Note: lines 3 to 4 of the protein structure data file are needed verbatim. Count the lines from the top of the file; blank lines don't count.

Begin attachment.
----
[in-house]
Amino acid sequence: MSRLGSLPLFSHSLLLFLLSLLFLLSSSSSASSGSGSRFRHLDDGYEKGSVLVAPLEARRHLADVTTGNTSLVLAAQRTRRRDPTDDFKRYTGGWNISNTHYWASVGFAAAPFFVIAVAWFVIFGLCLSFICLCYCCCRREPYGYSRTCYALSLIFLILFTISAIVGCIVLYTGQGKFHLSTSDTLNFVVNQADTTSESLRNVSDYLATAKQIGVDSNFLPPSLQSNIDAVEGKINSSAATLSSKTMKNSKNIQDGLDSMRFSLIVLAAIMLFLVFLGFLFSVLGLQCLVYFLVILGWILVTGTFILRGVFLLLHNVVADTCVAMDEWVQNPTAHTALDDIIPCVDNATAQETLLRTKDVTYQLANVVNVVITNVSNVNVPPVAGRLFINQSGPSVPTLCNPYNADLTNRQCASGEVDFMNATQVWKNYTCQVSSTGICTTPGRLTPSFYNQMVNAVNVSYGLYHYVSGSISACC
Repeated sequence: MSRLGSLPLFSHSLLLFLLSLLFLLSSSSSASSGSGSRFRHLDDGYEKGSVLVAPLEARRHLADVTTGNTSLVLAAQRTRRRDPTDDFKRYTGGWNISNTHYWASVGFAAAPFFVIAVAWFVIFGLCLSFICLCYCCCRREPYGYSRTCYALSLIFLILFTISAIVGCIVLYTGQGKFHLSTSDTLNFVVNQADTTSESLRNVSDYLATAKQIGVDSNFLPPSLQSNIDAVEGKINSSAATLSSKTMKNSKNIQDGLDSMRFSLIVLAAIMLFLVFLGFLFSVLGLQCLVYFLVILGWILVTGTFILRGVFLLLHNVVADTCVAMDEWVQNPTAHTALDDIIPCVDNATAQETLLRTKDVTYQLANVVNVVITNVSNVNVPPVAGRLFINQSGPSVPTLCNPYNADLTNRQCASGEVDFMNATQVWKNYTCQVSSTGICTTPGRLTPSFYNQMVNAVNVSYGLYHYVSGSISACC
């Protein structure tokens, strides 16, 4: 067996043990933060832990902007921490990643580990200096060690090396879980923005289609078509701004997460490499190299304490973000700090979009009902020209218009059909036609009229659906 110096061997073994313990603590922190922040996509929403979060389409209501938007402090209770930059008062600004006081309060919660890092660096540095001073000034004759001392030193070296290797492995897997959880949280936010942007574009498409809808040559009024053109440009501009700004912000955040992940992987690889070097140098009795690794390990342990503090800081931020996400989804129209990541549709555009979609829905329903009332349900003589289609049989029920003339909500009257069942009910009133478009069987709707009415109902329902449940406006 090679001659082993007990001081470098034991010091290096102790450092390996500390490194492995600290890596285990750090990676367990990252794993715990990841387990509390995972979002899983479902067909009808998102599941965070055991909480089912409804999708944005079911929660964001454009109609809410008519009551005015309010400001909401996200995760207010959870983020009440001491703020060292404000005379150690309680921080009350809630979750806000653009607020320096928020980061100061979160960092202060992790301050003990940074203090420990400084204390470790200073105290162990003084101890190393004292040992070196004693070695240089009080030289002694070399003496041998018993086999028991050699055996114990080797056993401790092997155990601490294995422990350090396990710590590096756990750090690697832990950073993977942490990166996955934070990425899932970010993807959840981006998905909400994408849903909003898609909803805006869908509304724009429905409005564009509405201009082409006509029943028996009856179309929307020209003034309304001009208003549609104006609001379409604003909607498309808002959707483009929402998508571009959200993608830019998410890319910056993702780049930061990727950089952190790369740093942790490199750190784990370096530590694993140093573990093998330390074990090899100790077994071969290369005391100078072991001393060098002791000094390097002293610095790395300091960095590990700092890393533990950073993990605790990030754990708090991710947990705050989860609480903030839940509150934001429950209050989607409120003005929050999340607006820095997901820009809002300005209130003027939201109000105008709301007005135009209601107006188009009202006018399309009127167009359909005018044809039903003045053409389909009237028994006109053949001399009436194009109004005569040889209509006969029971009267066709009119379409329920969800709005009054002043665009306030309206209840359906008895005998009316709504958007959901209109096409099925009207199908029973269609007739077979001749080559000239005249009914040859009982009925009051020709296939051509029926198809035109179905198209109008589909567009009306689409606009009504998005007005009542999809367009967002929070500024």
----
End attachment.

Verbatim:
Repeated sequence: MSRLGSLPLFSHSLLLFLLSLLFLLSSSSSASSGSGSRFRHLDDGYEKGSVLVAPLEARRHLADVTTGNTSLVLAAQRTRRRDPTDDFKRYTGGWNISNTHYWASVGFAAAPFFVIAVAWFVIFGLCLSFICLCYCCCRREPYGYSRTCYALSLIFLILFTISAIVGCIVLYTGQGKFHLSTSDTLNFVVNQADTTSESLRNVSDYLATAKQIGVDSNFLPPSLQSNIDAVEGKINSSAATLSSKTMKNSKNIQDGLDSMRFSLIVLAAIMLFLVFLGFLFSVLGLQCLVYFLVILGWILVTGTFILRGVFLLLHNVVADTCVAMDEWVQNPTAHTALDDIIPCVDNATAQETLLRTKDVTYQLANVVNVVITNVSNVNVPPVAGRLFINQSGPSVPTLCNPYNADLTNRQCASGEVDFMNATQVWKNYTCQVSSTGICTTPGRLTPSFYNQMVNAVNVSYGLYHYVSGSISACC
């Protein structure tokens, strides 16, 4: 067996043990933060832990902007921490990643580990200096060690090396879980923005289609078509701004997460490499190299304490973000700090979009009902020209218009059909036609009229659906 110096061997073994313990603590922190922040996509929403979060389409209501938007402090209770930059008062600004006081309060919660890092660096540095001073000034004759001392030193070296290797492995897997959880949280936010942007574009498409809808040559009024053109440009501009700004912000955040992940992987690889070097140098009795690794390990342990503090800081931020996400989804129209990541549709555009979609829905329903009332349900003589289609049989029920003339909500009257069942009910009133478009069987709707009415109902329902449940406006 090679001659082993007990001081470098034991010091290096102790450092390996500390490194492995600290890596285990750090990676367990990252794993715990990841387990509390995972979002899983479902067909009808998102599941965070055991909480089912409804999708944005079911929660964001454009109609809410008519009551005015309010400001909401996200995760207010959870983020009440001491703020060292404000005379150690309680921080009350809630979750806000653009607020320096928020980061100061979160960092202060992790301050003990940074203090420990400084204390470790200073105290162990003084101890190393004292040992070196004693070695240089009080030289002694070399003496041998018993086999028991050699055996114990080797056993401790092997155990601490294995422990350090396990710590590096756990750090690697832990950073993977942490990166996955934070990425899932970010993807959840981006998905909400994408849903909003898609909803805006869908509304724009429905409005564009509405201009082409006509029943028996009856179309929307020209003034309304001009208003549609104006609001379409604003909607498309808002959707483009929402998508571009959200993608830019998410890319910056993702780049930061990727950089952190790369740093942790490199750190784990370096530590694993140093573990093998330390074990090899100790077994071969290369005391100078072991001393060098002791000094390097002293610095790395300091960095590990700092890393533990950073993990605790990030754990708090991710947990705050989860609480903030839940509150934001429950209050989607409120003005929050999340607006820095997901820009809002300005209130003027939201109000105008709301007005135009209601107006188009009202006018399309009127167009359909005018044809039903003045053409389909009237028994006109053949001399009436194009109004005569040889209509006969029971009267066709009119379409329920969800709005009054002043665009306030309206209840359906008895005998009316709504958007959901209109096409099925009207199908029973269609007739077979001749080559000239005249009914040859009982009925009051020709296939051509029926198809035109179905198209109008589909567009009306689409606009009504998005007005009542999809367009967002929070500024």